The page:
L’shanah Tovah

Tonight begins the year 5783 – the Jewish New Year, or Rosh Hashanah. Rosh Hashanah is the first of what we call the High Holy Days, a ten-day period that ends with Yom Kippur—the holiest day of the Jewish year. On Rosh Hashanah, Jews from all over the world celebrate God’s creation of the world. Jews bless one another with the Hebrew words “L’shanah Tovah Tikateiv Veteichateim,” which translates: “May you be inscribed and sealed in the book of life for a another good year.”

Rosh Hashanah is considered the birthday of mankind, highlighting the special relationship between God and humanity. The central observance of Rosh Hashanah is the sounding of the ram’s horn, known as the shofar. The cry of the shofar is a call to repentance, as the holiday is also the anniversary of man’s first sin and his subsequent repentance. Therefore, Rosh Hashanah also serves as the first of the “Ten Days of Repentance” which will culminate in Yom Kippur, the Day of Atonement.

Enjoy the unique sounds of the Maccabeats, the world-renowned acapella Jewish singing group performing a song for Rosh Hashanah. Not a single instrument other than the young men’s voices was used in the making of this video.

The appearance of the red heifer is God’s wonderful Bible promise for the Third Temple.

In America, in Seminary, Bible students/future pastors are taught the Rapture will take place before the Tribulation. This was never taught in the past. This is what must take place first.

“Concerning the coming of our Lord Jesus Christ and our being gathered to him, we ask you, brothers and sisters, not to become easily unsettled or alarmed by the teaching allegedly from us—whether by a prophecy or by word of mouth or by letter—asserting that the day of the Lord has already come. Don’t let anyone deceive you in any way, for that day will not come until the rebellion occurs and the man of lawlessness is revealed, the man doomed to destruction. He will oppose and will exalt himself over everything that is called God or is worshiped, so that he sets himself up in God’s temple, proclaiming himself to be God.” (2 Thessalonians 2:1-4)

Tonight we enter into one of God’s appointed times, the festival of Yom Teruah/Rosh HaShanah. Teruah is a Hebrew word that means blasting. This sound is generally understood to be the sound of the shofar but could also include the voice of a person crying out.

It’s interesting to look at what the blast of the shofar communicates throughout the Scriptures. It accompanied God’s presence descending on Mt. Sinai, caused the walls of Jericho to crumble, put fear into the hearts of Israel’s enemies, and was the declaration of victory when God delivered Israel’s enemies into their hands.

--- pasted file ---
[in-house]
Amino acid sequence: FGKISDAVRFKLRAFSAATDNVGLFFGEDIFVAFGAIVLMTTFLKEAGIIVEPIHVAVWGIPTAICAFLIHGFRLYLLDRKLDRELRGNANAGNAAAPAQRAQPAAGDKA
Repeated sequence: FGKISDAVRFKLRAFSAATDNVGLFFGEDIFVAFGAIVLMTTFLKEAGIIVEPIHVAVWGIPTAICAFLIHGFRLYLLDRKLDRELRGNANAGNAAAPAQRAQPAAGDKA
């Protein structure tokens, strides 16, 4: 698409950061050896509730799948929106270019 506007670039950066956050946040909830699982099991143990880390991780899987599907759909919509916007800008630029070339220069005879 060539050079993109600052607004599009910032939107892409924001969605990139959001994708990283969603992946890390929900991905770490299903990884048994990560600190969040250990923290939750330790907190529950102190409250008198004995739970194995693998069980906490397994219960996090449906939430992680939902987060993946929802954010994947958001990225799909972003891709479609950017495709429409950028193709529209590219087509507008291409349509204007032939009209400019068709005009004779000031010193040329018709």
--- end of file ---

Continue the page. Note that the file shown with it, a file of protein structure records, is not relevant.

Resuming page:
There’s one more use for the shofar, and this is the one I would like to focus on. I believe it’s the common thread that ties all the other uses together. 2 Samuel 15 and 2 Kings 9 tell us that the shofar was blown when a king of Israel was coronated. More than that, if we look at Psalms 47 and 98, blowing the shofar is directly related to declaring the Almighty’s Kingship. The shofar blast at Sinai was God saying, “Israel, I am your King.” When the walls fell at Jericho, God was showing the world that He, the God of Heaven, is the King of Israel.

When a King rises to power, his subjects rally around him, and his enemies tremble and are afraid. Are you fully submitted to God? Have you declared Him as your King? Yom Teruah is a day of shofar blasting – a day to coronate God as King of our lives. He is a merciful and gracious King! He is inviting all those willing to hear the sound of the shofar to accept Him as their King. Today is the day of salvation!

There are many emotions that take place when a righteous, holy, merciful king takes his throne: sobriety – seeing God’s righteous judgments; humility – because of God’s great mercies toward us; and joy – knowing we serve a God who is faithful to forgive.

Come, let’s coronate the King today! Shanah tovah u’metukah,

Winston Churchill – Prime Minister of Great Britain
“Some people like the Jews, and some do not. But no thoughtful man can deny the fact that they are, beyond any question, the most formidable and the most remarkable race which has appeared in the world.”

John Adams, Second President of the United States (From a letter to F. A. Van der Kemp Feb. 16, 1808 Pennsylvania Historical Society)
“I will insist the Hebrews have contributed more to civilize men than any other nation. If I was an atheist and believed in blind eternal fate, I should still believe that fate had ordained the Jews to be the most essential instrument for civilizing the nations. They are the most glorious nation that ever inhabited this Earth. The Romans and their empire were but a bubble in comparison to the Jews. They have given religion to three-quarters of the globe and have influenced the affairs of mankind more and more happily than any other nation, ancient or modern.”

Thomas Newton, Bishop of Bristol (1704-1782)
“The preservation of the Jews is really one of the most single and illustrious acts of divine Providence and what but a supernatural power could have preserved them in such a manner as none other nation upon earth hath been preserved. Nor is the providence of God less remarkable in the destruction of their enemies, than in their preservation. We see that the great empires, which in their turn subdued and oppressed the people of God, are all come to ruin. And if such hath been the fatal end of the enemies and oppressors of the Jews, let it serve as a warning to all those, who at any time or upon any occasion are for raising a clamor and persecution against them.”

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